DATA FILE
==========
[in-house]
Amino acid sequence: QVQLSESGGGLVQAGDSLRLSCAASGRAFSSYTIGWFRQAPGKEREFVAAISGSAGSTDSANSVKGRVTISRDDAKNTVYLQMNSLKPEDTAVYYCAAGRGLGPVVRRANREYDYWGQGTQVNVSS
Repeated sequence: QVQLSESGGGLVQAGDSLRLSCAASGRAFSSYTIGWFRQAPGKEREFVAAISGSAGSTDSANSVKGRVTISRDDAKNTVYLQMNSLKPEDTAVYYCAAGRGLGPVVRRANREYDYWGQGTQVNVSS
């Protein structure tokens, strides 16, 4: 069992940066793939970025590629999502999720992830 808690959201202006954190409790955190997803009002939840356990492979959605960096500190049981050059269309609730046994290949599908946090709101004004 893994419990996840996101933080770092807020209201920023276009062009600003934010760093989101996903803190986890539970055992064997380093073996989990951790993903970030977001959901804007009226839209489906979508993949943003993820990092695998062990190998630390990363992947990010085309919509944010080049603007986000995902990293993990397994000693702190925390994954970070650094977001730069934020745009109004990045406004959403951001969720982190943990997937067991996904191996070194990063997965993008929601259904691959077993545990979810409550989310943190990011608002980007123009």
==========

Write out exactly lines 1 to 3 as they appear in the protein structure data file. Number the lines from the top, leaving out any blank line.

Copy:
[in-house]
Amino acid sequence: QVQLSESGGGLVQAGDSLRLSCAASGRAFSSYTIGWFRQAPGKEREFVAAISGSAGSTDSANSVKGRVTISRDDAKNTVYLQMNSLKPEDTAVYYCAAGRGLGPVVRRANREYDYWGQGTQVNVSS
Repeated sequence: QVQLSESGGGLVQAGDSLRLSCAASGRAFSSYTIGWFRQAPGKEREFVAAISGSAGSTDSANSVKGRVTISRDDAKNTVYLQMNSLKPEDTAVYYCAAGRGLGPVVRRANREYDYWGQGTQVNVSS